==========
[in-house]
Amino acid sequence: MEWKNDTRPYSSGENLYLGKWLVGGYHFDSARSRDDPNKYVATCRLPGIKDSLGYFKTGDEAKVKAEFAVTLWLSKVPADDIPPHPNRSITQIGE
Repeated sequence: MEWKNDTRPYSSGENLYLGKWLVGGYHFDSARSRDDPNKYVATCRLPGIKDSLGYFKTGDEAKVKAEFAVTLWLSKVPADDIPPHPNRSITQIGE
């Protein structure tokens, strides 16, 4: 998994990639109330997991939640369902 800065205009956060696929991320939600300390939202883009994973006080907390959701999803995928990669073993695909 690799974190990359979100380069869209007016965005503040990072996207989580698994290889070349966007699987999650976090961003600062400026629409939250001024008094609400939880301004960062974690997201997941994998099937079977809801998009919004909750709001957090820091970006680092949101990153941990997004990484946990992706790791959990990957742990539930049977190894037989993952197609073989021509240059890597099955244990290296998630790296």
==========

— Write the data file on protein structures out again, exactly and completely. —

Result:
[in-house]
Amino acid sequence: MEWKNDTRPYSSGENLYLGKWLVGGYHFDSARSRDDPNKYVATCRLPGIKDSLGYFKTGDEAKVKAEFAVTLWLSKVPADDIPPHPNRSITQIGE
Repeated sequence: MEWKNDTRPYSSGENLYLGKWLVGGYHFDSARSRDDPNKYVATCRLPGIKDSLGYFKTGDEAKVKAEFAVTLWLSKVPADDIPPHPNRSITQIGE
């Protein structure tokens, strides 16, 4: 998994990639109330997991939640369902 800065205009956060696929991320939600300390939202883009994973006080907390959701999803995928990669073993695909 690799974190990359979100380069869209007016965005503040990072996207989580698994290889070349966007699987999650976090961003600062400026629409939250001024008094609400939880301004960062974690997201997941994998099937079977809801998009919004909750709001957090820091970006680092949101990153941990997004990484946990992706790791959990990957742990539930049977190894037989993952197609073989021509240059890597099955244990290296998630790296």